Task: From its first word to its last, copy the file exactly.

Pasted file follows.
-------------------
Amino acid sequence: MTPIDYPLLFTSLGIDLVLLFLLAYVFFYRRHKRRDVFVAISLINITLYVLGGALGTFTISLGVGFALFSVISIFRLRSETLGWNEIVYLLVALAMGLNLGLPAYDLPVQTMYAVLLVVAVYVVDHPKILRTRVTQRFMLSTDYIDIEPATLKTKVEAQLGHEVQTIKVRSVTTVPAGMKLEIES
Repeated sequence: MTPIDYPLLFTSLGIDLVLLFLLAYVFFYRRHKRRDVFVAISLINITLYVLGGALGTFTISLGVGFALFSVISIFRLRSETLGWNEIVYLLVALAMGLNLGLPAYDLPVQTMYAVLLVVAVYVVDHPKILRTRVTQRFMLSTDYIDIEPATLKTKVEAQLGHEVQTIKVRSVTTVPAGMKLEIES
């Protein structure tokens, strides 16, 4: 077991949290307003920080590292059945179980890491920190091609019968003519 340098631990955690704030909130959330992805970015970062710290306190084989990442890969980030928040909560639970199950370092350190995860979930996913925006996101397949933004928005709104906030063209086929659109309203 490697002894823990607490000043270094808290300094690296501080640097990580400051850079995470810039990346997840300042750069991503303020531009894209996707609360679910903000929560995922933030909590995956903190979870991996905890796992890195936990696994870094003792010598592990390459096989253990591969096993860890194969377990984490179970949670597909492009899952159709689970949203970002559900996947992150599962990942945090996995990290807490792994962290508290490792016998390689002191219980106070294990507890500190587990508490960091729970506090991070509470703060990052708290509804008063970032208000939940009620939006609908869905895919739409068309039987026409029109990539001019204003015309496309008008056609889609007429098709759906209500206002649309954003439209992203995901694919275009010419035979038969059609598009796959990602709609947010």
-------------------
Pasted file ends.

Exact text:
Amino acid sequence: MTPIDYPLLFTSLGIDLVLLFLLAYVFFYRRHKRRDVFVAISLINITLYVLGGALGTFTISLGVGFALFSVISIFRLRSETLGWNEIVYLLVALAMGLNLGLPAYDLPVQTMYAVLLVVAVYVVDHPKILRTRVTQRFMLSTDYIDIEPATLKTKVEAQLGHEVQTIKVRSVTTVPAGMKLEIES
Repeated sequence: MTPIDYPLLFTSLGIDLVLLFLLAYVFFYRRHKRRDVFVAISLINITLYVLGGALGTFTISLGVGFALFSVISIFRLRSETLGWNEIVYLLVALAMGLNLGLPAYDLPVQTMYAVLLVVAVYVVDHPKILRTRVTQRFMLSTDYIDIEPATLKTKVEAQLGHEVQTIKVRSVTTVPAGMKLEIES
């Protein structure tokens, strides 16, 4: 077991949290307003920080590292059945179980890491920190091609019968003519 340098631990955690704030909130959330992805970015970062710290306190084989990442890969980030928040909560639970199950370092350190995860979930996913925006996101397949933004928005709104906030063209086929659109309203 490697002894823990607490000043270094808290300094690296501080640097990580400051850079995470810039990346997840300042750069991503303020531009894209996707609360679910903000929560995922933030909590995956903190979870991996905890796992890195936990696994870094003792010598592990390459096989253990591969096993860890194969377990984490179970949670597909492009899952159709689970949203970002559900996947992150599962990942945090996995990290807490792994962290508290490792016998390689002191219980106070294990507890500190587990508490960091729970506090991070509470703060990052708290509804008063970032208000939940009620939006609908869905895919739409068309039987026409029109990539001019204003015309496309008008056609889609007429098709759906209500206002649309954003439209992203995901694919275009010419035979038969059609598009796959990602709609947010």